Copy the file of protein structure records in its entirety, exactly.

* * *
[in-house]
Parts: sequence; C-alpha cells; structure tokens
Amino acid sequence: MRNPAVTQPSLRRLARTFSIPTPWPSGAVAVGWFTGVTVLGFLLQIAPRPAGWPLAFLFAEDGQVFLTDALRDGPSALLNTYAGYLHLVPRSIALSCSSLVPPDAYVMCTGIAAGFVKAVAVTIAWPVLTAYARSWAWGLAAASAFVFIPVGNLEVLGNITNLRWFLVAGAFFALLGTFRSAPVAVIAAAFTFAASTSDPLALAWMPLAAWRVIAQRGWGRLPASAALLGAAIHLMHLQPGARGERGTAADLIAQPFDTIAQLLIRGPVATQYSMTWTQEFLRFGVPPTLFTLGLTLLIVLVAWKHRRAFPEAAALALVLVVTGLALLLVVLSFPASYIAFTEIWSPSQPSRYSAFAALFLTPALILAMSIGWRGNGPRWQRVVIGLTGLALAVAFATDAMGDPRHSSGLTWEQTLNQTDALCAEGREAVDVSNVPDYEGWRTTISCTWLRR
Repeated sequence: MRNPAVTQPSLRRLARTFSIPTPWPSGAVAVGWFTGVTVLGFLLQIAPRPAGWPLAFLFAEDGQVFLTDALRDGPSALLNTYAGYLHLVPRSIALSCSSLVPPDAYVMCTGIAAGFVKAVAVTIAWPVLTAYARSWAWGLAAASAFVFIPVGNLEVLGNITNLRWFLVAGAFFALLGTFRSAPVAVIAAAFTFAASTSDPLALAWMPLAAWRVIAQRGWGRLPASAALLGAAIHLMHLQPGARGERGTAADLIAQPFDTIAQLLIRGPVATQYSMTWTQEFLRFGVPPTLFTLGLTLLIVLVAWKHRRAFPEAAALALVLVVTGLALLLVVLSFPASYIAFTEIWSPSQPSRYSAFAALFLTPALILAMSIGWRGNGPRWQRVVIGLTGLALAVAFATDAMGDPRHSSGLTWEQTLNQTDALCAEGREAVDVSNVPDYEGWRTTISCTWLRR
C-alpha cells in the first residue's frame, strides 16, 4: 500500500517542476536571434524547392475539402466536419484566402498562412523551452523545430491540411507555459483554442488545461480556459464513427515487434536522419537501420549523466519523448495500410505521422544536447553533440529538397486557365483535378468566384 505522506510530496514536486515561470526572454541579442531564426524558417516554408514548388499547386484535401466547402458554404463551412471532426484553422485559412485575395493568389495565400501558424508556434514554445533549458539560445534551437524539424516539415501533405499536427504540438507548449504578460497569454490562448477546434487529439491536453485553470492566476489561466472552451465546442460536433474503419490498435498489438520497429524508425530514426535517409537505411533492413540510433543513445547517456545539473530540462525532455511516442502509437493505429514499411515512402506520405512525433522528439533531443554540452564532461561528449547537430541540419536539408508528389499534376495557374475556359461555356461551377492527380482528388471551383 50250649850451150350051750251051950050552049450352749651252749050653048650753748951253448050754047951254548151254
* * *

[in-house]
Parts: sequence; C-alpha cells; structure tokens
Amino acid sequence: MRNPAVTQPSLRRLARTFSIPTPWPSGAVAVGWFTGVTVLGFLLQIAPRPAGWPLAFLFAEDGQVFLTDALRDGPSALLNTYAGYLHLVPRSIALSCSSLVPPDAYVMCTGIAAGFVKAVAVTIAWPVLTAYARSWAWGLAAASAFVFIPVGNLEVLGNITNLRWFLVAGAFFALLGTFRSAPVAVIAAAFTFAASTSDPLALAWMPLAAWRVIAQRGWGRLPASAALLGAAIHLMHLQPGARGERGTAADLIAQPFDTIAQLLIRGPVATQYSMTWTQEFLRFGVPPTLFTLGLTLLIVLVAWKHRRAFPEAAALALVLVVTGLALLLVVLSFPASYIAFTEIWSPSQPSRYSAFAALFLTPALILAMSIGWRGNGPRWQRVVIGLTGLALAVAFATDAMGDPRHSSGLTWEQTLNQTDALCAEGREAVDVSNVPDYEGWRTTISCTWLRR
Repeated sequence: MRNPAVTQPSLRRLARTFSIPTPWPSGAVAVGWFTGVTVLGFLLQIAPRPAGWPLAFLFAEDGQVFLTDALRDGPSALLNTYAGYLHLVPRSIALSCSSLVPPDAYVMCTGIAAGFVKAVAVTIAWPVLTAYARSWAWGLAAASAFVFIPVGNLEVLGNITNLRWFLVAGAFFALLGTFRSAPVAVIAAAFTFAASTSDPLALAWMPLAAWRVIAQRGWGRLPASAALLGAAIHLMHLQPGARGERGTAADLIAQPFDTIAQLLIRGPVATQYSMTWTQEFLRFGVPPTLFTLGLTLLIVLVAWKHRRAFPEAAALALVLVVTGLALLLVVLSFPASYIAFTEIWSPSQPSRYSAFAALFLTPALILAMSIGWRGNGPRWQRVVIGLTGLALAVAFATDAMGDPRHSSGLTWEQTLNQTDALCAEGREAVDVSNVPDYEGWRTTISCTWLRR
C-alpha cells in the first residue's frame, strides 16, 4: 500500500517542476536571434524547392475539402466536419484566402498562412523551452523545430491540411507555459483554442488545461480556459464513427515487434536522419537501420549523466519523448495500410505521422544536447553533440529538397486557365483535378468566384 505522506510530496514536486515561470526572454541579442531564426524558417516554408514548388499547386484535401466547402458554404463551412471532426484553422485559412485575395493568389495565400501558424508556434514554445533549458539560445534551437524539424516539415501533405499536427504540438507548449504578460497569454490562448477546434487529439491536453485553470492566476489561466472552451465546442460536433474503419490498435498489438520497429524508425530514426535517409537505411533492413540510433543513445547517456545539473530540462525532455511516442502509437493505429514499411515512402506520405512525433522528439533531443554540452564532461561528449547537430541540419536539408508528389499534376495557374475556359461555356461551377492527380482528388471551383 50250649850451150350051750251051950050552049450352749651252749050653048650753748951253448050754047951254548151254